Scaffolders at Risk of Premature Death
July 12, 2018
It is well known that the construction industry is one of the most dangerous for workers in the United States. Approximately 150,000 construction workers are injured at work each year, according to the Bureau of Labor Statistics (BLS).
Many of these workers are injured while working on scaffolds, elevated platforms utilized during the construction and repair of buildings. The BLS reports that, on average, 60 deaths and 4,500 injuries are attributable to scaffolding accidents each year.
A recent study suggests that the industry is dangerous not only in terms of workplace accidents and injuries, but also in terms of physical activity. The study, published in the British Journal of Sports Medicine, was conducted by a doctor in the medical department at the Free University of Amsterdam.
Researchers analyzed data from 33 existing studies of almost 200,000 subjects. They were studying the health consequences of highly physically demanding jobs, such as scaffolding. They found that high levels of occupational physical activity correlates to increased risk of premature death.
Occupational Physical Activity & Premature Death
According to the study, men who work physically demanding jobs are 18 percent more likely to die young than those who do not. However, the opposite is true for female workers, who are more likely to die young if they work sedentary jobs.
It is generally recommended that everyone engage in moderate exercise for at least 30 minutes a day. However, the same may not be true for those who are physically active for the entire work day. This study indicates that those who work physically strenuous jobs do not need as much exercise as those who do not. Therefore, they should consider adjusting their daily amount of exercise accordingly.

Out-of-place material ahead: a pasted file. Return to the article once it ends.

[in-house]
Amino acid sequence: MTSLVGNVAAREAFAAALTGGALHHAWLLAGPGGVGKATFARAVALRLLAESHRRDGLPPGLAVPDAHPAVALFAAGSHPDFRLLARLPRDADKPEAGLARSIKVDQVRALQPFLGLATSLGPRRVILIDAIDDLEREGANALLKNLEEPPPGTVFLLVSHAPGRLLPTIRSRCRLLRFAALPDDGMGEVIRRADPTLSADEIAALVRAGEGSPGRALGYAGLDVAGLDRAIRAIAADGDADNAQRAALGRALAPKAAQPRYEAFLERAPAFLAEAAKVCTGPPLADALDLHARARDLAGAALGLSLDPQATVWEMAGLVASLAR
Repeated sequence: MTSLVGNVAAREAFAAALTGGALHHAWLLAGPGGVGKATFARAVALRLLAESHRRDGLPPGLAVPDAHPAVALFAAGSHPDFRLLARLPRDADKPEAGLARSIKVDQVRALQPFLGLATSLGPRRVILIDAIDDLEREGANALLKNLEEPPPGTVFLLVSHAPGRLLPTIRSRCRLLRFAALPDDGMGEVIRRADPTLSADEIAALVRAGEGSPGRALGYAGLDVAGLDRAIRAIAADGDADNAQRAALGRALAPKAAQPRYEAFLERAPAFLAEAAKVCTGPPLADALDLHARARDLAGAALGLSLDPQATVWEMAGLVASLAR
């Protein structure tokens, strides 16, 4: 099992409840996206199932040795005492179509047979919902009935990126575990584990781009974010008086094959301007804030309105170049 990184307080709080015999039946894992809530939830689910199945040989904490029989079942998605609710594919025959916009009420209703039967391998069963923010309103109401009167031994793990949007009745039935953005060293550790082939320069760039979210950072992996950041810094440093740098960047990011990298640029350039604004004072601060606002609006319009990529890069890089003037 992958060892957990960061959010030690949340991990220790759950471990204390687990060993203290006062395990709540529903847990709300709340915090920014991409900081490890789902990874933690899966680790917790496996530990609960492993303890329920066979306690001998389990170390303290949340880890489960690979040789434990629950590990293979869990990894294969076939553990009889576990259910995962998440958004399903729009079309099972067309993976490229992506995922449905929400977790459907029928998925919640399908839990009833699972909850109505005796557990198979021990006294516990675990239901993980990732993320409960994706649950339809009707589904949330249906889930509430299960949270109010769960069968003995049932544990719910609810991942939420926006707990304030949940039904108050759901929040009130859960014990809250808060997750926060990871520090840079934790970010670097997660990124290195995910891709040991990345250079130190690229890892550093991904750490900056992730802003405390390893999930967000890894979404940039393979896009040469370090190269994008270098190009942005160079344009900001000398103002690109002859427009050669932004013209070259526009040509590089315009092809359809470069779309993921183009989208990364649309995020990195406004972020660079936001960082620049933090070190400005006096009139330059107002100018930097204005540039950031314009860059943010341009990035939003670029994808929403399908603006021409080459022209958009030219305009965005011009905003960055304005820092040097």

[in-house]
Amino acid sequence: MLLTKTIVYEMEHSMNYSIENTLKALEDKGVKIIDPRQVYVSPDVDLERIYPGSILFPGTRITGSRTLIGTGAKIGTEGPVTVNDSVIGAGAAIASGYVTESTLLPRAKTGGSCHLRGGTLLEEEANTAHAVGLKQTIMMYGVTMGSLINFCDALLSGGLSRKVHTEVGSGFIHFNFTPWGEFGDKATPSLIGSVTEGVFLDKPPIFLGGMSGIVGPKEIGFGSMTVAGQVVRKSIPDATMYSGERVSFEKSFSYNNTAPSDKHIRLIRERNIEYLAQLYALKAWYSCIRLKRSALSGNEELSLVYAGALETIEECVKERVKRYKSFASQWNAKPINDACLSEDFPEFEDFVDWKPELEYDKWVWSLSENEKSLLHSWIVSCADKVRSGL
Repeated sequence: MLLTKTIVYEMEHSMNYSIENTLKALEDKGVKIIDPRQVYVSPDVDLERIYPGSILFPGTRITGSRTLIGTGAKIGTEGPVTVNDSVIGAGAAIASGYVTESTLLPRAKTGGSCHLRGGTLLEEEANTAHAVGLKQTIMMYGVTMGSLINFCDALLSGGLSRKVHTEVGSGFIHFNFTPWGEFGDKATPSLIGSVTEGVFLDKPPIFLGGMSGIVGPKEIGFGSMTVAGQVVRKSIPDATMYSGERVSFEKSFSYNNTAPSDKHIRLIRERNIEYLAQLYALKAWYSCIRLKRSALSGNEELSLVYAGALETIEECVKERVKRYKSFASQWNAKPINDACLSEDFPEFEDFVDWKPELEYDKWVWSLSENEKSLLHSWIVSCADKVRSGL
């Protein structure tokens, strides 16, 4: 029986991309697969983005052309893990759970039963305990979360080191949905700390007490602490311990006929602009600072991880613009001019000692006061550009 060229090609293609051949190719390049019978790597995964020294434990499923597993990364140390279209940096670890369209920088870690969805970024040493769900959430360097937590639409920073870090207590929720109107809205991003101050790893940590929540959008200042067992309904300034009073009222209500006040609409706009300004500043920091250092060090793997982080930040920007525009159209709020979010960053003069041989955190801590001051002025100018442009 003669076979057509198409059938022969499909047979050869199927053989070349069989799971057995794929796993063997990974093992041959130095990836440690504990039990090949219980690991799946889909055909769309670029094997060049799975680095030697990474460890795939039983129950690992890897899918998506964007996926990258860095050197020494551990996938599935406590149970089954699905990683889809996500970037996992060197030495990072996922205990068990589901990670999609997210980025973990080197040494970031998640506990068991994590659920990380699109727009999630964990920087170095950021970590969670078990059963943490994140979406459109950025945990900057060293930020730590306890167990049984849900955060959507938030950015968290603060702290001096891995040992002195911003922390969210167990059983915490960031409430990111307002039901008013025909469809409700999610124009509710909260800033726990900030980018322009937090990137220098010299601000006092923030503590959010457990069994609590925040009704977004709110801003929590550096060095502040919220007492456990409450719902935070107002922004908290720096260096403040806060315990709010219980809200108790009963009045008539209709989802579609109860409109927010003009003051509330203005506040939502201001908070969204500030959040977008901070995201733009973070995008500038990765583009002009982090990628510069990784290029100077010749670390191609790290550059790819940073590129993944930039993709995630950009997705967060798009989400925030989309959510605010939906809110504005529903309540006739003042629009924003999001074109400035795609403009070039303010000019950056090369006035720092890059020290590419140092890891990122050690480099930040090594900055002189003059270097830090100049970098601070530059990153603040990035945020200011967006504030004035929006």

However, some academics have found the study to be misleading. They point out that workers in the construction industry face many risks other than too much physical activity. Construction workers often use dangerous machinery, face possible exposure to hazardous chemicals, and work from heights, just to name a few of the risks.
Others also note that workers whose jobs require high levels of physical activity (such as construction workers, factory workers and health care workers) are also under stress due to finances or job security. Critics of the study therefore conclude that construction workers’ premature deaths cannot be solely attributed to high levels of physical activity.
Philadelphia Workers’ Compensation Lawyers at Larry Pitt & Associates, P.C. Help Injured Workers’ Recover Benefits
If you have been injured on-the-job, or your loved one was fatally injured from on-the-job injuries, contact an experienced Philadelphia workers’ compensation lawyer at Larry Pitt & Associates, P.C. We are knowledgeable about Pennsylvania workers’ compensation law and have been helping injured workers and their families for over 35 years. We represent clients in Berks County, Bucks County, Chester County, Delaware County, Montgomery County, Philadelphia County and throughout Pennsylvania. Call us at 888-PITT-LAW or complete our online contact form for a free consultation.
Our legal team provides skilled representation to those residing in and around Abington, Ambler, Ardmore, Bala Cynwyd, Bensalem, Clifton Heights, Crum Lynne, Darby, Downingtown, Doylestown, Drexel Hill, Essington, Folcroft, Glenolden, Haverford, Havertown, Holmes, Kutztown, Lansdowne, Media, Merion Station, Morton, Narberth, Norristown, Norwood, Philadelphia, Prospect Park, Quakertown, Reading, Roxborough, Sharon Hill, Upper Darby, West Chester and Wynnewood.